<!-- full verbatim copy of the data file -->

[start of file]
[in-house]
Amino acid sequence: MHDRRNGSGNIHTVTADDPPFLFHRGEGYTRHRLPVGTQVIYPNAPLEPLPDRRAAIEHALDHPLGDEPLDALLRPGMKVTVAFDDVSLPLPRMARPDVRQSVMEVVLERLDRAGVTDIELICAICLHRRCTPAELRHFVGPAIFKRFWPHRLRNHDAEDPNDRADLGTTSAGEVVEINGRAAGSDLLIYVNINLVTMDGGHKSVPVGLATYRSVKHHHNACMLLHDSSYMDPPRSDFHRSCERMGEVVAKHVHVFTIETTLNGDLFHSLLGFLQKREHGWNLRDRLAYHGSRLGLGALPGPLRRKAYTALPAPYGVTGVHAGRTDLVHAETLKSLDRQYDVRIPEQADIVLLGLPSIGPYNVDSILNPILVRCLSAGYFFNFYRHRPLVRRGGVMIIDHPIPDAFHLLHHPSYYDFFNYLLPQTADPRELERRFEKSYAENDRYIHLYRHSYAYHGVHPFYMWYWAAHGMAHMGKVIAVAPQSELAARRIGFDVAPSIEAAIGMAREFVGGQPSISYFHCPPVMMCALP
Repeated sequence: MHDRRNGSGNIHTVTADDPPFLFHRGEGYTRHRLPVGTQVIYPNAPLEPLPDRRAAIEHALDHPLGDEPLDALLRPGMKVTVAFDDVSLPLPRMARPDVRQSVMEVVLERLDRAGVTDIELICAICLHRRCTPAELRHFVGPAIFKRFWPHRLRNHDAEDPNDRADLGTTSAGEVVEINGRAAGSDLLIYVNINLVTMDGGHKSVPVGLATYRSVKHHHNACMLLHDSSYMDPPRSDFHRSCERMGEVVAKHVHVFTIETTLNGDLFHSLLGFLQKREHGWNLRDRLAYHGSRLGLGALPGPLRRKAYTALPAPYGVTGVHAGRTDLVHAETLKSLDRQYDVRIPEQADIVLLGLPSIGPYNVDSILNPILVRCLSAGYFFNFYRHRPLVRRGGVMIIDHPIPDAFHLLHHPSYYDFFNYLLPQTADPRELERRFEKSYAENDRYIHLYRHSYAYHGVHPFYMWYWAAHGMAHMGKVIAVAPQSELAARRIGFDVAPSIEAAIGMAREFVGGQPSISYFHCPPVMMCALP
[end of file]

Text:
[in-house]
Amino acid sequence: MHDRRNGSGNIHTVTADDPPFLFHRGEGYTRHRLPVGTQVIYPNAPLEPLPDRRAAIEHALDHPLGDEPLDALLRPGMKVTVAFDDVSLPLPRMARPDVRQSVMEVVLERLDRAGVTDIELICAICLHRRCTPAELRHFVGPAIFKRFWPHRLRNHDAEDPNDRADLGTTSAGEVVEINGRAAGSDLLIYVNINLVTMDGGHKSVPVGLATYRSVKHHHNACMLLHDSSYMDPPRSDFHRSCERMGEVVAKHVHVFTIETTLNGDLFHSLLGFLQKREHGWNLRDRLAYHGSRLGLGALPGPLRRKAYTALPAPYGVTGVHAGRTDLVHAETLKSLDRQYDVRIPEQADIVLLGLPSIGPYNVDSILNPILVRCLSAGYFFNFYRHRPLVRRGGVMIIDHPIPDAFHLLHHPSYYDFFNYLLPQTADPRELERRFEKSYAENDRYIHLYRHSYAYHGVHPFYMWYWAAHGMAHMGKVIAVAPQSELAARRIGFDVAPSIEAAIGMAREFVGGQPSISYFHCPPVMMCALP
Repeated sequence: MHDRRNGSGNIHTVTADDPPFLFHRGEGYTRHRLPVGTQVIYPNAPLEPLPDRRAAIEHALDHPLGDEPLDALLRPGMKVTVAFDDVSLPLPRMARPDVRQSVMEVVLERLDRAGVTDIELICAICLHRRCTPAELRHFVGPAIFKRFWPHRLRNHDAEDPNDRADLGTTSAGEVVEINGRAAGSDLLIYVNINLVTMDGGHKSVPVGLATYRSVKHHHNACMLLHDSSYMDPPRSDFHRSCERMGEVVAKHVHVFTIETTLNGDLFHSLLGFLQKREHGWNLRDRLAYHGSRLGLGALPGPLRRKAYTALPAPYGVTGVHAGRTDLVHAETLKSLDRQYDVRIPEQADIVLLGLPSIGPYNVDSILNPILVRCLSAGYFFNFYRHRPLVRRGGVMIIDHPIPDAFHLLHHPSYYDFFNYLLPQTADPRELERRFEKSYAENDRYIHLYRHSYAYHGVHPFYMWYWAAHGMAHMGKVIAVAPQSELAARRIGFDVAPSIEAAIGMAREFVGGQPSISYFHCPPVMMCALP